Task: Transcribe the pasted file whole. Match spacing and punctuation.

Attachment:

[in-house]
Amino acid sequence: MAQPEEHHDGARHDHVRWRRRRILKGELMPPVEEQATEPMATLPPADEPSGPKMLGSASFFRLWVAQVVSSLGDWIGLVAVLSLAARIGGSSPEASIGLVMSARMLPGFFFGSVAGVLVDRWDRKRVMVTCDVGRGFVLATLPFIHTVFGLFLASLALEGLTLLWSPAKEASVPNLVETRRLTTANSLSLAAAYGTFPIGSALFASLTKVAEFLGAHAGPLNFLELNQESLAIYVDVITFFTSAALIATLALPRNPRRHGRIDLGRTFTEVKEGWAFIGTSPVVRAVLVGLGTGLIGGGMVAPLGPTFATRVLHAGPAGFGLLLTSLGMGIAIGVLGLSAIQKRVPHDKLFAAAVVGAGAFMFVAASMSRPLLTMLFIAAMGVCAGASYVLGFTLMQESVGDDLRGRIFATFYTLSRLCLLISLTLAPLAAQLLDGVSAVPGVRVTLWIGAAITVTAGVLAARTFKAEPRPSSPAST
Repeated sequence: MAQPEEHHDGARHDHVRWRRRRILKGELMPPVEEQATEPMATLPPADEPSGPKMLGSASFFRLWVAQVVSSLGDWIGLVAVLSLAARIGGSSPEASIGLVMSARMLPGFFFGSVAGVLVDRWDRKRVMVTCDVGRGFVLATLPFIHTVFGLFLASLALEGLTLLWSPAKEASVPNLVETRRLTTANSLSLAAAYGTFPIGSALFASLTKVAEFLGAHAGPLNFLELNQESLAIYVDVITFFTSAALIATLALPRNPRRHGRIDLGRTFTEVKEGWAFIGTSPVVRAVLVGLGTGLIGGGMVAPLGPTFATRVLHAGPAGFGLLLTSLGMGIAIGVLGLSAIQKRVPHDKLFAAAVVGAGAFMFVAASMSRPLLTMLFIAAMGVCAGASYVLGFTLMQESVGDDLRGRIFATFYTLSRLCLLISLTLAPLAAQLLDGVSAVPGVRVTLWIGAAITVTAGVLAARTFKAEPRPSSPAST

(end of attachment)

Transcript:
[in-house]
Amino acid sequence: MAQPEEHHDGARHDHVRWRRRRILKGELMPPVEEQATEPMATLPPADEPSGPKMLGSASFFRLWVAQVVSSLGDWIGLVAVLSLAARIGGSSPEASIGLVMSARMLPGFFFGSVAGVLVDRWDRKRVMVTCDVGRGFVLATLPFIHTVFGLFLASLALEGLTLLWSPAKEASVPNLVETRRLTTANSLSLAAAYGTFPIGSALFASLTKVAEFLGAHAGPLNFLELNQESLAIYVDVITFFTSAALIATLALPRNPRRHGRIDLGRTFTEVKEGWAFIGTSPVVRAVLVGLGTGLIGGGMVAPLGPTFATRVLHAGPAGFGLLLTSLGMGIAIGVLGLSAIQKRVPHDKLFAAAVVGAGAFMFVAASMSRPLLTMLFIAAMGVCAGASYVLGFTLMQESVGDDLRGRIFATFYTLSRLCLLISLTLAPLAAQLLDGVSAVPGVRVTLWIGAAITVTAGVLAARTFKAEPRPSSPAST
Repeated sequence: MAQPEEHHDGARHDHVRWRRRRILKGELMPPVEEQATEPMATLPPADEPSGPKMLGSASFFRLWVAQVVSSLGDWIGLVAVLSLAARIGGSSPEASIGLVMSARMLPGFFFGSVAGVLVDRWDRKRVMVTCDVGRGFVLATLPFIHTVFGLFLASLALEGLTLLWSPAKEASVPNLVETRRLTTANSLSLAAAYGTFPIGSALFASLTKVAEFLGAHAGPLNFLELNQESLAIYVDVITFFTSAALIATLALPRNPRRHGRIDLGRTFTEVKEGWAFIGTSPVVRAVLVGLGTGLIGGGMVAPLGPTFATRVLHAGPAGFGLLLTSLGMGIAIGVLGLSAIQKRVPHDKLFAAAVVGAGAFMFVAASMSRPLLTMLFIAAMGVCAGASYVLGFTLMQESVGDDLRGRIFATFYTLSRLCLLISLTLAPLAAQLLDGVSAVPGVRVTLWIGAAITVTAGVLAARTFKAEPRPSSPAST